I was impressed too with how good the square itself looks - it has been months since i've walked past the fountain, past the slides, past the people sleeping on benches. Today there was an apparently homeless man, with his sweatshirt over his face to block the sun, and a rather elegant looking gentleman who seemed to have fallen into a nap over his newspaper. I liked the way they shared the square.
IA site I had never noticed before: www.shma.com.
Lisa in her blog describes a typical encounter with foreign press and then comments: "It never ceases to amaze and worry me that so many foreign journalists assigned to Israel know nothing - really, nothing - about this country. And they are the ones who influence international opinion." When she told me about this I said, that's why i continue to keep a blog, even though the daily terror of Tel Aviv has passed, and she responded, "Yeah, but who reads it." And of course we nodded together in sympathy.
And now after the dishes from a long and extended meal have been cleared away, we're off to see AVAK. Remember, I told you, they're playing at Barbi tonight.
Ahvak - Dust - "Is there an audience?" I asked the owner of Barbi at the entrance. "Yeah yeah," he answered. "What kind?" "Ha'aretz readers," he laughed.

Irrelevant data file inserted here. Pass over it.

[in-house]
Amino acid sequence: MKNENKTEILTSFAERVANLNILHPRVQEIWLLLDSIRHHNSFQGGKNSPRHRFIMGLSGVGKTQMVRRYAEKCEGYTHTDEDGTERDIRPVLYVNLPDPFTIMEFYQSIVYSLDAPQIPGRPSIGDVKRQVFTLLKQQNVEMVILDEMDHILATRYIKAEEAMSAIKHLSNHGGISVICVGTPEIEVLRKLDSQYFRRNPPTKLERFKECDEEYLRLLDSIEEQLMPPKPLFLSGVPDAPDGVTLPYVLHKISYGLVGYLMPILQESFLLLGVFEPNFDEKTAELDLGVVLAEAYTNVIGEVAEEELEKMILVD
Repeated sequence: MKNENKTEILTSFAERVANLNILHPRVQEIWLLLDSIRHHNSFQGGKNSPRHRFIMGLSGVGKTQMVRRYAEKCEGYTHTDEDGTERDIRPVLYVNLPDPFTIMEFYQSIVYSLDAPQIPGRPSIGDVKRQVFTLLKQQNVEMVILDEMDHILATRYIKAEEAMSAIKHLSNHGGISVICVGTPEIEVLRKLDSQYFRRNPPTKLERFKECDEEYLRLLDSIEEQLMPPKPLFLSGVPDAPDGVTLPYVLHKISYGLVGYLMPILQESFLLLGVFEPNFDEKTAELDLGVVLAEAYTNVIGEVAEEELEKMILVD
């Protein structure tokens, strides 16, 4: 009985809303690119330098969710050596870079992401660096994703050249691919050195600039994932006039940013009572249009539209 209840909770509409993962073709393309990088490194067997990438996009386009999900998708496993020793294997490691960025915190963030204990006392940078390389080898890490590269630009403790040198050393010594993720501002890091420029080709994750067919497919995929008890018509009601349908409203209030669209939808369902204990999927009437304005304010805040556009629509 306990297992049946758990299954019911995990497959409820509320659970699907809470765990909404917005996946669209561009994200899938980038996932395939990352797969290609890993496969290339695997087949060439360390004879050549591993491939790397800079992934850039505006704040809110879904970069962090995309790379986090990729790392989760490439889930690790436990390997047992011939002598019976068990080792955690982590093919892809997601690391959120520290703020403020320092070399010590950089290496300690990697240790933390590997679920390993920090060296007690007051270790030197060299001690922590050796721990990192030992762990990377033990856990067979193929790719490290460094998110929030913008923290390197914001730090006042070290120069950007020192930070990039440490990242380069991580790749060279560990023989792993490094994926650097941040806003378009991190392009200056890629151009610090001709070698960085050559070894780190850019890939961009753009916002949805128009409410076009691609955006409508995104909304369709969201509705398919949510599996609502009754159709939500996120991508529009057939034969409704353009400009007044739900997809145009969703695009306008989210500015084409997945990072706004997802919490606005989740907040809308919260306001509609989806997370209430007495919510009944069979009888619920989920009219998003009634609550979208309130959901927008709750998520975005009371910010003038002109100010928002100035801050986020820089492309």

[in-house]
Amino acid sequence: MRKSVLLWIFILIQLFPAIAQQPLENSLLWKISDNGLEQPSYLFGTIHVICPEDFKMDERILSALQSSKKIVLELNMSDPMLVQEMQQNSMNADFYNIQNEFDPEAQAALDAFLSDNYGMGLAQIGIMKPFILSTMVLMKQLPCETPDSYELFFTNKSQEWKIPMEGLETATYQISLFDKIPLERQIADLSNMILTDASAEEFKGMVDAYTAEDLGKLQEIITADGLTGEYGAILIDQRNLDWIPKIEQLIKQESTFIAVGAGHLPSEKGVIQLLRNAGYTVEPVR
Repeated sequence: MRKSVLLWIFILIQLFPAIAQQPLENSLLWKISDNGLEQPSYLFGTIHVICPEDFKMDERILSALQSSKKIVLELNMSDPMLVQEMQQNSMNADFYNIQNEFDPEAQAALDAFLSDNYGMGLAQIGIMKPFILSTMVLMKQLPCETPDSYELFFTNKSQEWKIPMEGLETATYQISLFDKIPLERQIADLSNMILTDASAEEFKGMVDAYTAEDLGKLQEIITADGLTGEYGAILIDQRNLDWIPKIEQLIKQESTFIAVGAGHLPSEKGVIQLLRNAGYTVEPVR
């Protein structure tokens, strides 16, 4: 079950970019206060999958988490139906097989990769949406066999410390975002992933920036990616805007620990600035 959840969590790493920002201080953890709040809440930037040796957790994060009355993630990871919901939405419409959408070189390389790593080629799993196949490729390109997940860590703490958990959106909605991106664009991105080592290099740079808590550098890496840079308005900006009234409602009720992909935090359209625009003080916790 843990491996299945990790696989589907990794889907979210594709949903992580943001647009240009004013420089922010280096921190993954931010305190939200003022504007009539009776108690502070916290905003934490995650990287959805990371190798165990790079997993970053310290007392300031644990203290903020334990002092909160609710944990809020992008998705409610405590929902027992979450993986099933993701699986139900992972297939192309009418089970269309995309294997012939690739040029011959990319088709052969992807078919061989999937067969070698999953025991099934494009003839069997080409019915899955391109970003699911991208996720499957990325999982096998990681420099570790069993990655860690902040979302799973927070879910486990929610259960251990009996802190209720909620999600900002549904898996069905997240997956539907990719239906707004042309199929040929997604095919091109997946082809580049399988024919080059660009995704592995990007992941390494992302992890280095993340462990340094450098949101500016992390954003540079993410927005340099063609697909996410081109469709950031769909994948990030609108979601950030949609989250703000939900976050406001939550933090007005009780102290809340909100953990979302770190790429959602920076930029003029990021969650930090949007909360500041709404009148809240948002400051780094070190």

The audience WAS very different from what i've been used to seeing in Barbi. They didn't move - no one left, no one wandered from table to table. They listened. They applauded. They listened. They waited until after the experience to share their reactions with their neighbors.
And the jazzy sometimes atonal music was something like Bela Bartok meets John Coltrane, introduced through John Cage. Smoother than John Zorn, more narrative than Moussorgsky, with melodies that tease you into believing you'll remember them, and then reverse their direction. You give up and become part of the experience,let it take you over.
We had to be somewhere else by midnight, so we took off a few minutes before the end, but I could have stayed on and on.
May 8, 2005
It took us forever to get home last night - traffic jams at 1:00 a.m. like you couldnt believe. Sunday is a work day and we get up at 6, so we were wondrous (as we always are) at how many people were wandering from cafe to club... My mother used to say that her mother would always comment in the morning about the late visits of her daughters' suitors: "I don't mind that they're here so late, but what could they have to talk so much about?" It came to mind last night - people of all ages on Ibn Gvirol - what do they have to do so late?